20 Pages Posted: 13 Aug 2001
Date Written: May 2001
In "Managing in the Age of Modularity," which was written in June 1997 and appeared in the Harvard Business Review, we proposed that a new technological phenomenon, the modular design of complex computer systems, caused the emergence of a large modular cluster of firms and markets in the computer industry. We went on to say that "managing" in this "modular environment" was different from managing a large, hierarchical corporation of the type that had emerged in the early 20th Century. The events of the past four years, especially the dot.com bubble and crash, have caused us to reflect critically on both our theory and the related managerial recommendations. In this invited paper, with full benefit of hindsight, we revisit the questions: do the benefits of modularity and the modular cluster form of organization justify the costs? If so, when and why? And what do managers need to know to be effective in a modular environment?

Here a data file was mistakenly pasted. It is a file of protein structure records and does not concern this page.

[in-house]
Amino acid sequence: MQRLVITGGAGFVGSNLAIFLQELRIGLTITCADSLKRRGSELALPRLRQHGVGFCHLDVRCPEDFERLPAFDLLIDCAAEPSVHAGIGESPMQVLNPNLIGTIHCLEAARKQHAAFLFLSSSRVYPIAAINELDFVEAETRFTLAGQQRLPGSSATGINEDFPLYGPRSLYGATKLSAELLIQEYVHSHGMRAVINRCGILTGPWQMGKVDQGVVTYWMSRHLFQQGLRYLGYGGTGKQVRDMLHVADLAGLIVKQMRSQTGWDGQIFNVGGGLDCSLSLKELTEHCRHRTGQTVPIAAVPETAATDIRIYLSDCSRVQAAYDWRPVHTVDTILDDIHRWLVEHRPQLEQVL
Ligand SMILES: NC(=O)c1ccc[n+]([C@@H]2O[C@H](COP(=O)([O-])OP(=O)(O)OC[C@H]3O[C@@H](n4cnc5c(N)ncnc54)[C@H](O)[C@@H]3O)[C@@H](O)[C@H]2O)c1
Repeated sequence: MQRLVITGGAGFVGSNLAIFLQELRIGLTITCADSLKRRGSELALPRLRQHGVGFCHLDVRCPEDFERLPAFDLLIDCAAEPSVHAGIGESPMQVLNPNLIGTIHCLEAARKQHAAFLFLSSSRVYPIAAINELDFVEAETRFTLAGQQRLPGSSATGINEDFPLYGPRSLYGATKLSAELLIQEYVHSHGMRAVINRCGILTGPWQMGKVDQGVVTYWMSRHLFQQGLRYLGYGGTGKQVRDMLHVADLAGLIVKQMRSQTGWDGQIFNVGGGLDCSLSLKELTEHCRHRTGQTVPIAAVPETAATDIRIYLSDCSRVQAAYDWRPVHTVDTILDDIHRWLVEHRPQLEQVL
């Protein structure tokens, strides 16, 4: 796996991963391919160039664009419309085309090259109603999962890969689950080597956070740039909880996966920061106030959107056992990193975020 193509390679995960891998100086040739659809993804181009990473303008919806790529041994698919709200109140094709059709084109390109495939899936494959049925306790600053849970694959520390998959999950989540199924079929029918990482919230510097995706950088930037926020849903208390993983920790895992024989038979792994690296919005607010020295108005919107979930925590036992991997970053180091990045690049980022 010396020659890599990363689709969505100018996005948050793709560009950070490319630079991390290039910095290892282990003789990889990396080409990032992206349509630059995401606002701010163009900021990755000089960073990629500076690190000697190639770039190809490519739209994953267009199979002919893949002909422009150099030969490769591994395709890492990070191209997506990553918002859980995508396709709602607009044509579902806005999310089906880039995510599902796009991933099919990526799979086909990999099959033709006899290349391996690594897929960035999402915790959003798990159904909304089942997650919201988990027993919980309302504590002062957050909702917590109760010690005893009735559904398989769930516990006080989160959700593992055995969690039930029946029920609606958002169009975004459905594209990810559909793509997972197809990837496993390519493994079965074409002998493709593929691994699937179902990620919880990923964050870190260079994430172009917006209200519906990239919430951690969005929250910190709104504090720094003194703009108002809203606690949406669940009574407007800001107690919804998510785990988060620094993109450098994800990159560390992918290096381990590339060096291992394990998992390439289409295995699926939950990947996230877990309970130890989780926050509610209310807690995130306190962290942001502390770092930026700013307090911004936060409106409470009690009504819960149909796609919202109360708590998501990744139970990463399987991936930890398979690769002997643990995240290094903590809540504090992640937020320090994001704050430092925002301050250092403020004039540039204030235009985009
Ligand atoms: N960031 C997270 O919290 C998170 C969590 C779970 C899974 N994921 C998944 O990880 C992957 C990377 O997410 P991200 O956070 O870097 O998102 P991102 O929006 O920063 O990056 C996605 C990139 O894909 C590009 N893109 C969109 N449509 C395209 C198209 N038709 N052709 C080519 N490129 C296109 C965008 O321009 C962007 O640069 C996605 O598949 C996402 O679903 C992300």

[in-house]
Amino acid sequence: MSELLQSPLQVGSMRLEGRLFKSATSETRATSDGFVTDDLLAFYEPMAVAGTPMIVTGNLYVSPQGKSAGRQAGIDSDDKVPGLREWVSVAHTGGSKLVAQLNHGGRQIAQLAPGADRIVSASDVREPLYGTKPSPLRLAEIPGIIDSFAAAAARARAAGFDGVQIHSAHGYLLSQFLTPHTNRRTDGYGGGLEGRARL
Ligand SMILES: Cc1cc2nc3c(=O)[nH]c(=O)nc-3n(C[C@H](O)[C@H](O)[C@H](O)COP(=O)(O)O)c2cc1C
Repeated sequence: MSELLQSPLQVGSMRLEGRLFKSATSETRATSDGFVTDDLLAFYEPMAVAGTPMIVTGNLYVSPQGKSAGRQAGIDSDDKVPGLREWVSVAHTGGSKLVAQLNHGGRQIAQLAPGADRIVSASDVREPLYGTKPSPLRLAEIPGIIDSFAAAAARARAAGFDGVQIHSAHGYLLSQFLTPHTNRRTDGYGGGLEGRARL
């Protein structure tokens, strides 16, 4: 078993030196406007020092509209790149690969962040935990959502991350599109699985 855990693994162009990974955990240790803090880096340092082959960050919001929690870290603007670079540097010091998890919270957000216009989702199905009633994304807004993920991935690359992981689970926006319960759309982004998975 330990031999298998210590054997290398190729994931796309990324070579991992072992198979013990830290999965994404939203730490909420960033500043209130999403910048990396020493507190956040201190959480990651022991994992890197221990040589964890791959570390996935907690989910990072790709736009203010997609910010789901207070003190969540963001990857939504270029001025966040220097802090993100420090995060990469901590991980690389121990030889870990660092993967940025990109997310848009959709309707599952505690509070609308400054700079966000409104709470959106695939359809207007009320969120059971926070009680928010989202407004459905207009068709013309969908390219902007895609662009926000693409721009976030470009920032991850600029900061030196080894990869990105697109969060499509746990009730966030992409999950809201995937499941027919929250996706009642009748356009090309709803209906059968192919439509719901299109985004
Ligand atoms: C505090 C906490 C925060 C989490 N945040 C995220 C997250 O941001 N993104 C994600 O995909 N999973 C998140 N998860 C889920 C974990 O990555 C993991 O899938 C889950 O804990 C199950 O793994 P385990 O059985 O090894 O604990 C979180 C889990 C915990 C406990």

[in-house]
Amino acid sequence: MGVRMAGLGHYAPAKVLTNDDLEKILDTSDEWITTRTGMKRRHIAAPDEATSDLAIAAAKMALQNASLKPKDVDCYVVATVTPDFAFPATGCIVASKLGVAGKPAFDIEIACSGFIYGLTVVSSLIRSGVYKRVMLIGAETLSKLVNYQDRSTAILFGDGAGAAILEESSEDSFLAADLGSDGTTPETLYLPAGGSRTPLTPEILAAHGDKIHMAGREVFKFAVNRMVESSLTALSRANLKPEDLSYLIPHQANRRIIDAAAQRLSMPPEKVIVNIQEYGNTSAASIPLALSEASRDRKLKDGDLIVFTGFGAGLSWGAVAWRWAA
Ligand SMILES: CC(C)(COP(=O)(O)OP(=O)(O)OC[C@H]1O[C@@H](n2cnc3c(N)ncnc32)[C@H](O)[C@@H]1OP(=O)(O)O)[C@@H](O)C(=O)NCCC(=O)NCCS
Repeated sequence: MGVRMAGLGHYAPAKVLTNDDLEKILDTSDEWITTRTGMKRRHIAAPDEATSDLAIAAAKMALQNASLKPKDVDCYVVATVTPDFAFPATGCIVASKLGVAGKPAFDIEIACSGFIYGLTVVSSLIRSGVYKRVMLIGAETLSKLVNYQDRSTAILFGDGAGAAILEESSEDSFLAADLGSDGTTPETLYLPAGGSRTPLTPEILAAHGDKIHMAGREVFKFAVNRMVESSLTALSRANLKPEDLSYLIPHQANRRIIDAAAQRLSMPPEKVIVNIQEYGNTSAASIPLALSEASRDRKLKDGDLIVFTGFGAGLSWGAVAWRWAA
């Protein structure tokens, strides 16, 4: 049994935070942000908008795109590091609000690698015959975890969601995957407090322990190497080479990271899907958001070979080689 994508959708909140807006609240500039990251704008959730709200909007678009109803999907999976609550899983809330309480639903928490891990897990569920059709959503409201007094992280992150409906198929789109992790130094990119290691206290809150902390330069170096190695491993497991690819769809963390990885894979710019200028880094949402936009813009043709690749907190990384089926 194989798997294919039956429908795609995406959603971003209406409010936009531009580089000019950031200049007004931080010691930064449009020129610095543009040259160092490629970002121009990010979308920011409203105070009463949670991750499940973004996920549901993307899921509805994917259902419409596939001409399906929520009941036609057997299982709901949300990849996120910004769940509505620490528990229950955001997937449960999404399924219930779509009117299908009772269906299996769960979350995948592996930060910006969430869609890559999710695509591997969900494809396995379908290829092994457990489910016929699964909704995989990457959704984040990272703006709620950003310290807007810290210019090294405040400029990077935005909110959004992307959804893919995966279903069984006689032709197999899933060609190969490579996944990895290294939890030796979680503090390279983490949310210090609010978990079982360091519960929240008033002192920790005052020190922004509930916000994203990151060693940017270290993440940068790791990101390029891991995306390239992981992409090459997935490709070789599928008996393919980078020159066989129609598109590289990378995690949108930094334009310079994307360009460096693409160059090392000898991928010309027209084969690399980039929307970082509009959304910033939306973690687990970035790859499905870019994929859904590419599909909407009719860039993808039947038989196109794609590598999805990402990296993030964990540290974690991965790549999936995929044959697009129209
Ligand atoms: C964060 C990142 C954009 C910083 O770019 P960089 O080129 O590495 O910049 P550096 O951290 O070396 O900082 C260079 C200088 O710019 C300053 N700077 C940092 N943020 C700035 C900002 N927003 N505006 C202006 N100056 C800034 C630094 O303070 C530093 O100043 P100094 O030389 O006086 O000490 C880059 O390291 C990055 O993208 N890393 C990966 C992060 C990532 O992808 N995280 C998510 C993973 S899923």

Keywords: Modularity, Modular Design, Modular Cluster, Modular Organization, Design Evolution, Real Options, dot.com, Bubble, Crash
JEL Classification: G31, L22, M10, O31, P51
Suggested Citation: Suggested Citation
Clark, Kim B. and Baldwin, Carliss Y., Modularity after the Crash (May 2001). Harvard NOM Research Paper No. 01-05. Available at SSRN: https://ssrn.com/abstract=270292 or http://dx.doi.org/10.2139/ssrn.270292